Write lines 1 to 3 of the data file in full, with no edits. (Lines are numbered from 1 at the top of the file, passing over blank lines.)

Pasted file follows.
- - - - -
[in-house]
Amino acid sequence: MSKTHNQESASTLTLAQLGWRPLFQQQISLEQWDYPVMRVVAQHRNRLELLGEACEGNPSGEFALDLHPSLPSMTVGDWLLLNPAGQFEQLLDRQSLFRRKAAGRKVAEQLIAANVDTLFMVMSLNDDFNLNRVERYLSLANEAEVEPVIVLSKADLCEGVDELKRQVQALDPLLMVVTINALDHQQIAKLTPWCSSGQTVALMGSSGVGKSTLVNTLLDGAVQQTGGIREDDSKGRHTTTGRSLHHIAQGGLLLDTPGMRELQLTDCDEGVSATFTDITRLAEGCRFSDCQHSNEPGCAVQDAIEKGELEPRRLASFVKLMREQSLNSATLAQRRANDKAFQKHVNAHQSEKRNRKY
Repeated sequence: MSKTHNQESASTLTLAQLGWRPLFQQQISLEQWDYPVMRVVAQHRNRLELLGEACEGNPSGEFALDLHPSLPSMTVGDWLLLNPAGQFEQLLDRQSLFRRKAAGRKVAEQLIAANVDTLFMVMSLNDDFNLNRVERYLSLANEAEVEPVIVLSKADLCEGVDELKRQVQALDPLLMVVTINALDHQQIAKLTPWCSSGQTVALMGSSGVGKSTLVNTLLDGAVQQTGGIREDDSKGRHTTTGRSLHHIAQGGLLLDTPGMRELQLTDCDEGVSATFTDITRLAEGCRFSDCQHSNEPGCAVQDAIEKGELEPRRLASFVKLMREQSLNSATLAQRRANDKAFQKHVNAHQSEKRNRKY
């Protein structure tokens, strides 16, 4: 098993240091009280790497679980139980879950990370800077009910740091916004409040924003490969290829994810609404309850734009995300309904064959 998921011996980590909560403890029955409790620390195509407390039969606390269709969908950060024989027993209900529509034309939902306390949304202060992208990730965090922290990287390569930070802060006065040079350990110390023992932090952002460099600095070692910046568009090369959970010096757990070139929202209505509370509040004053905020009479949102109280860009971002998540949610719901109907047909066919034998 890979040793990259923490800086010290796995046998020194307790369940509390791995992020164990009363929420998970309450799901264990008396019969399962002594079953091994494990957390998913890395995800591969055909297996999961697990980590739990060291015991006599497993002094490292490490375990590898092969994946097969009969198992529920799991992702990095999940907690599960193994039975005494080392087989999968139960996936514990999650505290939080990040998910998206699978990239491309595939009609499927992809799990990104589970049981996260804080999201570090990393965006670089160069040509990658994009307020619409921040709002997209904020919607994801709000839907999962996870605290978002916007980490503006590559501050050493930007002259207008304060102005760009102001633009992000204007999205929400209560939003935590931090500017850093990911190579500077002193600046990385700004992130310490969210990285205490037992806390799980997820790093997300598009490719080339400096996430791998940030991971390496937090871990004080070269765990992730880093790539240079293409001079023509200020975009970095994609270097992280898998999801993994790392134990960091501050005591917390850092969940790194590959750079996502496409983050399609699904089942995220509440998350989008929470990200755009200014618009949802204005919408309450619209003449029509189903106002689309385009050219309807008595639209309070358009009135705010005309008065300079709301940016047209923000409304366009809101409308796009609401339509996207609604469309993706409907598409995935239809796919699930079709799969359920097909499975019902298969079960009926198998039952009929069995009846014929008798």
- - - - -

[in-house]
Amino acid sequence: MSKTHNQESASTLTLAQLGWRPLFQQQISLEQWDYPVMRVVAQHRNRLELLGEACEGNPSGEFALDLHPSLPSMTVGDWLLLNPAGQFEQLLDRQSLFRRKAAGRKVAEQLIAANVDTLFMVMSLNDDFNLNRVERYLSLANEAEVEPVIVLSKADLCEGVDELKRQVQALDPLLMVVTINALDHQQIAKLTPWCSSGQTVALMGSSGVGKSTLVNTLLDGAVQQTGGIREDDSKGRHTTTGRSLHHIAQGGLLLDTPGMRELQLTDCDEGVSATFTDITRLAEGCRFSDCQHSNEPGCAVQDAIEKGELEPRRLASFVKLMREQSLNSATLAQRRANDKAFQKHVNAHQSEKRNRKY
Repeated sequence: MSKTHNQESASTLTLAQLGWRPLFQQQISLEQWDYPVMRVVAQHRNRLELLGEACEGNPSGEFALDLHPSLPSMTVGDWLLLNPAGQFEQLLDRQSLFRRKAAGRKVAEQLIAANVDTLFMVMSLNDDFNLNRVERYLSLANEAEVEPVIVLSKADLCEGVDELKRQVQALDPLLMVVTINALDHQQIAKLTPWCSSGQTVALMGSSGVGKSTLVNTLLDGAVQQTGGIREDDSKGRHTTTGRSLHHIAQGGLLLDTPGMRELQLTDCDEGVSATFTDITRLAEGCRFSDCQHSNEPGCAVQDAIEKGELEPRRLASFVKLMREQSLNSATLAQRRANDKAFQKHVNAHQSEKRNRKY